Inbreeding depression can be controlled by exchanging the brood fishes between the farmers and introduction of brood fishes from the natural water bodies. The selected brood fishes for spawning are largely based on their size and extent of maturation. The development stage of eggs is evaluated by removing a small amount of egg from the female by stripping method. The male is checked by the indicator that milt  oozes out easily when gently pressed on the abdomen towards the genital papilla. This indicates that they are ready for spawning.

Induced spawning

The brood fishes are introduced into the spawning tank after the hormonal treatment with a proportion of three males and two females. The inducing agents used are the pituitary of an extract of silver carp, common carp and bighead carp, the LRH (Luteinizing Release Hormone), LRH-A (Luteinizing Release Hormone-Analogue) and HCG (Human Chorionic Gonadotrophin).

For silver carp, the suggested dose of HCG is about 800 – 1000 IU/kg of brood fish. The silver carp and bighead carp respond well to the HCG, but the mud carp and grass carp appear to be less responsive to it. The LRH-A is more efficient on bighead carp, mud carp and grass carp rather than silver carp.

To facilitate the production and operation, it is to be ensured that fish spawn on daytime. If a single dose of injection method is adopted, it should be given at 16.00 hrs. If a double dose injection is selected, the first injection takes place between 14.00 – 16 hrs and second at about 24.00 hrs. The eggs are pelagic and non-adhesive; size ranges from 1.3 – 1.91 mm. The size of eggs increases after the fertilization. The hatch out depends on the water temperature, and usually, it takes 20 – 24 hrs at a temperature of 28 – 30 °C. The size of incubation and hatchling pools varies. Many of them have a capacity of 4.6 m3, with 2.9 m dia. and about 0.8 m depth. Such pools can stock 7 – 8 lakhs eggs/m3 with an average hatching rate of 80 percent. Suitable season, gonad maturity and environmental condition are the key factors for artificial propagation.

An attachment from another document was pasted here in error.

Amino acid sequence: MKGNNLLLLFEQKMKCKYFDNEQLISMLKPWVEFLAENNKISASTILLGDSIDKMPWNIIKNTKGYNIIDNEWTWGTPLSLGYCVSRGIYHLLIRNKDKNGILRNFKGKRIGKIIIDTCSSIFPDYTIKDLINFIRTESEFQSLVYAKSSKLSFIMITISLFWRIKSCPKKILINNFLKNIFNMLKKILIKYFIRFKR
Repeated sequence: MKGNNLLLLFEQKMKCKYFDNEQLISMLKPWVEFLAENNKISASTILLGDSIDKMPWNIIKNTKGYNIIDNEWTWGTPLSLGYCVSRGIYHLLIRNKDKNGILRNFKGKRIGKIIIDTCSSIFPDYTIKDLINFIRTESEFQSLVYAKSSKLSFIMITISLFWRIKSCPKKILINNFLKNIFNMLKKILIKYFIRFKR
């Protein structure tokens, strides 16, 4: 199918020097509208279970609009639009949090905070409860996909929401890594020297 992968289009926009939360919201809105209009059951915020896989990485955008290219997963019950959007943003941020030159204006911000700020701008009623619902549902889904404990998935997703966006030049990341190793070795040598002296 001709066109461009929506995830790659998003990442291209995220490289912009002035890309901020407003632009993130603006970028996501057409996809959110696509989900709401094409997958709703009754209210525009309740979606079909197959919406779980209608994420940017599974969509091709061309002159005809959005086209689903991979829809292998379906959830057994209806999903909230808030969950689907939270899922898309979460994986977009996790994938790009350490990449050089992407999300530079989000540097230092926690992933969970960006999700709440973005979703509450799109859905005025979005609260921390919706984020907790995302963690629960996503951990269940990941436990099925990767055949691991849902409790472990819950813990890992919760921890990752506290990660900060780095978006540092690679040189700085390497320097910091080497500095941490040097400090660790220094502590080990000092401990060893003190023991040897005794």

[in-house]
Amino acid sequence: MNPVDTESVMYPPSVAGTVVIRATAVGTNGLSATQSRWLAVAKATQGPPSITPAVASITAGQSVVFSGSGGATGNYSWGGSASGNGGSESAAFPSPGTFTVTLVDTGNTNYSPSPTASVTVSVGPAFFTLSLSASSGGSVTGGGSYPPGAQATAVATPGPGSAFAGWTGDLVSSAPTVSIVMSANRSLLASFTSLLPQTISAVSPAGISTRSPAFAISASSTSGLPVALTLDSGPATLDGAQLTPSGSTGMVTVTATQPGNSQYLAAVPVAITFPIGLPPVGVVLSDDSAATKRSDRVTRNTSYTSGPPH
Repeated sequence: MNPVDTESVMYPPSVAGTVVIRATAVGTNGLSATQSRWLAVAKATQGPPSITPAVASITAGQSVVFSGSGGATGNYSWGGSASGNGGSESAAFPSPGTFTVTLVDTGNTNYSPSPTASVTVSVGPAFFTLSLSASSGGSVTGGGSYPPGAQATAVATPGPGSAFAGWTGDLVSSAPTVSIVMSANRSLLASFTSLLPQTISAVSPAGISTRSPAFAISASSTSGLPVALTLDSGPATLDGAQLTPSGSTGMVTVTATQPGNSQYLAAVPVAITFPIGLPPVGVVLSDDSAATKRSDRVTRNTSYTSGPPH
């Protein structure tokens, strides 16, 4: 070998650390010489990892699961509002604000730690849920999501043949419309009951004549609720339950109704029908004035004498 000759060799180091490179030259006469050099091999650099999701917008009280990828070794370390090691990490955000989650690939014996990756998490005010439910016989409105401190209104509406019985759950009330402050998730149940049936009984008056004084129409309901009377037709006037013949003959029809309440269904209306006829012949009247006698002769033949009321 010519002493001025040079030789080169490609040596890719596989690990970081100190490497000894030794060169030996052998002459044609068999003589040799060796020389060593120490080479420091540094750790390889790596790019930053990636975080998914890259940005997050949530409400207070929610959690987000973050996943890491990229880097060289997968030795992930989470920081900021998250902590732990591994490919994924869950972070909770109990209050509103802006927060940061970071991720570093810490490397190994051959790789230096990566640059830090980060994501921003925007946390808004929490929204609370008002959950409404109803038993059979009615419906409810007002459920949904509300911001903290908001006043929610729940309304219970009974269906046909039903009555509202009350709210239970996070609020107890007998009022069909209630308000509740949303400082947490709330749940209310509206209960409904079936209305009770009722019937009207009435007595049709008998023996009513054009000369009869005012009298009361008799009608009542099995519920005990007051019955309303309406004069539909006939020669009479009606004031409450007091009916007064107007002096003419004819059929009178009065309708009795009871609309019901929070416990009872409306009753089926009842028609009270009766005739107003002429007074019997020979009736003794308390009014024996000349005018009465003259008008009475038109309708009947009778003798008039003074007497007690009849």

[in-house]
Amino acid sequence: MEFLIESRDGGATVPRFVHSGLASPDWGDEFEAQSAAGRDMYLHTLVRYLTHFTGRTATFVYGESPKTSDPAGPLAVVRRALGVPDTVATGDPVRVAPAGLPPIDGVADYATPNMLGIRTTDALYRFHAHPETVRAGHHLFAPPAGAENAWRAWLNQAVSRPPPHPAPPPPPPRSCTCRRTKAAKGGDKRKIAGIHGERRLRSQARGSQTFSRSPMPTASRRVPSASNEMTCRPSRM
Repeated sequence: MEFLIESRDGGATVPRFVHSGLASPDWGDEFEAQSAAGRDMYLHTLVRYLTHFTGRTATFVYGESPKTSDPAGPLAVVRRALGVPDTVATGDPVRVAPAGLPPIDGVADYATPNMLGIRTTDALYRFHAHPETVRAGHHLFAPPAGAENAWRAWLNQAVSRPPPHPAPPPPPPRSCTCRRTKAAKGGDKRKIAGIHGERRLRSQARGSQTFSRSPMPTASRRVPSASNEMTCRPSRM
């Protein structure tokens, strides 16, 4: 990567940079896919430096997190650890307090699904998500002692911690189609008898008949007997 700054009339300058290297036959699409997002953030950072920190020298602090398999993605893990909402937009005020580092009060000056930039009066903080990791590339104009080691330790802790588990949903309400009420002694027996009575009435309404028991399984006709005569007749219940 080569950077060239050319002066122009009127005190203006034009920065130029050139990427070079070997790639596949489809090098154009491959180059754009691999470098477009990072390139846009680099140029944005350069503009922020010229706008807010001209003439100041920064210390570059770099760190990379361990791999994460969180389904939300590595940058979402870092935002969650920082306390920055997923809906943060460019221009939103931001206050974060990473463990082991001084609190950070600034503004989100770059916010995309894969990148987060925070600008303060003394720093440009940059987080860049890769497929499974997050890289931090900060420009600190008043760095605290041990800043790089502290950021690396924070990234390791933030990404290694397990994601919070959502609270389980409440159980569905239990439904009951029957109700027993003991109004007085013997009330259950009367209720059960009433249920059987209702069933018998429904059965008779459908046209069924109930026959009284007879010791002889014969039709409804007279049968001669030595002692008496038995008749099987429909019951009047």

Fecundity of silver carp as a function of weight

Body weight (kg)

Ovary weight (kg)

Total fecundity (eggs)

Relative fecundity (eggs/g)

4.8

0.25

207 000

828

6.4

0.74

604 000

816

7.5

0.71

715 000

1007

10

2.13

1 695 000

796

11

2.13

1 777 000

912

Fecundity of grass carp as a function of weight

Age group

Body weight (kg)

Total fecundity (eggs)

Relative fecundity (eggs/g)

5+

7,916

962 000

122

6+

9,670

1044 000

106

7+

1,3371

1236 000

92

8+

1,3877

1431 000

103

Fry production

The earthen pond used for nursery is of 0.1 – 0.2 ha with 1.5– 2.0 m depth. The 3 – 4 days old fry are stocked in the nursery pond. The stocking density directly affects the survival rate. When it is higher, survival will be low. It should not be too low also because it needs to cover the operating cost. The ideal stocking density is about 1.5 – 2.5 million/ha for silver carp and about 1.2 – 1.5 million/ha for grass carp. The expected survival rate is 70 – 80 percent. If its a well-managed pond, survival rate can get up to 90 percent. They are grown until 15 – 20 days when they measure 2.5 – 3.0 cm. The supplementary feed is given at daily two rations at 6 – 8 percent of the body weight. Normally, it is a mixture of rice bran, soybean and groundnut oil cake. The ponds are prepared in a similar way as is done for the Indian Major Carp culture ponds.